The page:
Rubáiyát of Omar Khayyám "The Moving Finger Writes"

Edward FitzGerald

"The Moving Finger Writes"

Context: Edward FitzGerald was a gentle, placid recluse of considerable intellectual powers; he had a small permanent income which enabled him to lead a quietly happy rural life and to do just as he pleased. Though he did visit London to enjoy music and the theater, he spent most of his time alone with his books and his garden. His marriage ended in a separation, but this apparently left no scars with him. His must have been a charming personality, if the whimsical intimacy of his letters is any indication; and he was something of a hedonist. In this and in his religious skepticism he was part of the growing movement of his age. At one point he took up the study of Persian and presently encountered the quatrains written by Omar Khayyám. These he translated–transmuted might be a better term–into a poem of great sensitivity and beauty: a poem better known today than any other of the Victorian era. In it two principal themes are interwoven; first, the idea that life is fleeting and must be enjoyed before the opportunity is lost; and second, the feeling of resentment against a Power that holds men responsible for a nature they cannot determine. FitzGerald, unsatisfied with the first version of his work, polished it again and again, carrying it to five editions. The last of these is considered the definitive one, but there is some question whether certain lines in the first are not bolder and more effective. The poem begins with the sunrise and the opening of the tavern. The poet ponders on the unknown purposes of destiny, and on the brevity of human life; the philosophers who had all the answers to the universe have been ignored by it and are dust; the poet and his love will soon be dust in their turn. To enjoy what one has, while one can, is the poet's solution. He considers the inexorable nature of destiny and man's helplessness in the face of it:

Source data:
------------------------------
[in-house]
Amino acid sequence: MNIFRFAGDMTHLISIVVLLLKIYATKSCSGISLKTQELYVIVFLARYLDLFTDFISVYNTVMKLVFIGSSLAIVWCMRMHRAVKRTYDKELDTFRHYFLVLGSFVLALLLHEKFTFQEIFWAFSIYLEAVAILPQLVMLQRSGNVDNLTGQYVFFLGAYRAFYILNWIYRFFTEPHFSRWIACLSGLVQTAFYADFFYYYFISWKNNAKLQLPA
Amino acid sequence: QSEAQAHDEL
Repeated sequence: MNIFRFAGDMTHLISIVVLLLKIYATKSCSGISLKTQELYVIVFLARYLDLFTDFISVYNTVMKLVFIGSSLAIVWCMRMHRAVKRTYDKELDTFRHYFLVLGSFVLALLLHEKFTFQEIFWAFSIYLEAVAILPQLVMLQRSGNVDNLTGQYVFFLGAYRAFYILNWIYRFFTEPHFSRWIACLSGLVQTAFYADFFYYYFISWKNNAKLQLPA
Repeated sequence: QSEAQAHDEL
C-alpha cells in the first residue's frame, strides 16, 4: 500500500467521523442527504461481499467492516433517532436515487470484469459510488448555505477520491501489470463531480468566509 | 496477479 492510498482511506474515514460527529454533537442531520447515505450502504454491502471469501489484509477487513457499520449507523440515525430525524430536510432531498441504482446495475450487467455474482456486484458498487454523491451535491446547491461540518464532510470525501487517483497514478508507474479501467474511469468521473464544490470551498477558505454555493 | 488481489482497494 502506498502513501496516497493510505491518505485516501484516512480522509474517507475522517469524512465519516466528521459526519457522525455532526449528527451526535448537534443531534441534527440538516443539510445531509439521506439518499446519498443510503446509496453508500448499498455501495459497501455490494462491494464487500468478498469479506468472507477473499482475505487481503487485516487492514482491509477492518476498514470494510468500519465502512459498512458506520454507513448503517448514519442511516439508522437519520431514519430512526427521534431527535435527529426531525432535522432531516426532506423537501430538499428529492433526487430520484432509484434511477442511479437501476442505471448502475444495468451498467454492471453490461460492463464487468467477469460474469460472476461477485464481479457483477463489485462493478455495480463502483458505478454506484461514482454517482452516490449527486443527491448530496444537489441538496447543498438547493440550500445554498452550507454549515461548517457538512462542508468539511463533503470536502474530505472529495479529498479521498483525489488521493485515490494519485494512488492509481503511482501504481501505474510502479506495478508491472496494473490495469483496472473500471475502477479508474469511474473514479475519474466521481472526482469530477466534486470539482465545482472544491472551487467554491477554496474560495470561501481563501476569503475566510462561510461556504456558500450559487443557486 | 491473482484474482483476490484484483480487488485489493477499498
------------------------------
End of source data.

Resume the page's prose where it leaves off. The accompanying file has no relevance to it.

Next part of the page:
We are no other than a moving row
Of Magic Shadow-shapes that come and go
Round with the Sun-illumined Lantern held
In Midnight by the Master of the Show;
But helpless Pieces of the Game He plays
Upon this Chequer-board of Nights and Days;
Hither and thither moves, and checks, and slays,
And one by one back in the Closet lays.
. . .
The Moving Finger writes; and, having writ,
Moves on: nor all your Piety nor Wit
Shall lure it back to cancel half a Line,
Nor all your Tears wash out a Word of it.
And that inverted Bowl they call the Sky,
Whereunder crawling coop'd we live and die,
Lift not your hands to It for help–for It
As impotently moves as you or I.
. . .
YESTERDAY This Day's Madness did prepare;
TOMORROW'S Silence, Triumph, or Despair:
Drink! for you know not whence you came, nor why:
Drink! for you know not why you go, nor where.